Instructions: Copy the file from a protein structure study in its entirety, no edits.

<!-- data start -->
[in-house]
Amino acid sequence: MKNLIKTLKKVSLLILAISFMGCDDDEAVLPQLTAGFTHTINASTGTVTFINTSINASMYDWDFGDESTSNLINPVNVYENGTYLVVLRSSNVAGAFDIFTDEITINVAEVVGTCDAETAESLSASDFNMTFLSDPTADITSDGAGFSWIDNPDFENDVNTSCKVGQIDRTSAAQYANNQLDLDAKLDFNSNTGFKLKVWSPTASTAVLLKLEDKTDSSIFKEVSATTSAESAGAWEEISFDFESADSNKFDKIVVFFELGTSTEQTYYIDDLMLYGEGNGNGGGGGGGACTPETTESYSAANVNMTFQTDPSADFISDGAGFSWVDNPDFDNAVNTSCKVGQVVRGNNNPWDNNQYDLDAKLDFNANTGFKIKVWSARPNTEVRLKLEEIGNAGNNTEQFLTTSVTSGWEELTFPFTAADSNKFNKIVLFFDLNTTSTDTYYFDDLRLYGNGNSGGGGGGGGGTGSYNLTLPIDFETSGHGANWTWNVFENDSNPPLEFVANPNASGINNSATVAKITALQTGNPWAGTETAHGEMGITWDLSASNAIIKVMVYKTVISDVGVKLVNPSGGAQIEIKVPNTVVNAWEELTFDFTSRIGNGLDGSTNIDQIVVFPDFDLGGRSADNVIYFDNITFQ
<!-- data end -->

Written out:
[in-house]
Amino acid sequence: MKNLIKTLKKVSLLILAISFMGCDDDEAVLPQLTAGFTHTINASTGTVTFINTSINASMYDWDFGDESTSNLINPVNVYENGTYLVVLRSSNVAGAFDIFTDEITINVAEVVGTCDAETAESLSASDFNMTFLSDPTADITSDGAGFSWIDNPDFENDVNTSCKVGQIDRTSAAQYANNQLDLDAKLDFNSNTGFKLKVWSPTASTAVLLKLEDKTDSSIFKEVSATTSAESAGAWEEISFDFESADSNKFDKIVVFFELGTSTEQTYYIDDLMLYGEGNGNGGGGGGGACTPETTESYSAANVNMTFQTDPSADFISDGAGFSWVDNPDFDNAVNTSCKVGQVVRGNNNPWDNNQYDLDAKLDFNANTGFKIKVWSARPNTEVRLKLEEIGNAGNNTEQFLTTSVTSGWEELTFPFTAADSNKFNKIVLFFDLNTTSTDTYYFDDLRLYGNGNSGGGGGGGGGTGSYNLTLPIDFETSGHGANWTWNVFENDSNPPLEFVANPNASGINNSATVAKITALQTGNPWAGTETAHGEMGITWDLSASNAIIKVMVYKTVISDVGVKLVNPSGGAQIEIKVPNTVVNAWEELTFDFTSRIGNGLDGSTNIDQIVVFPDFDLGGRSADNVIYFDNITFQ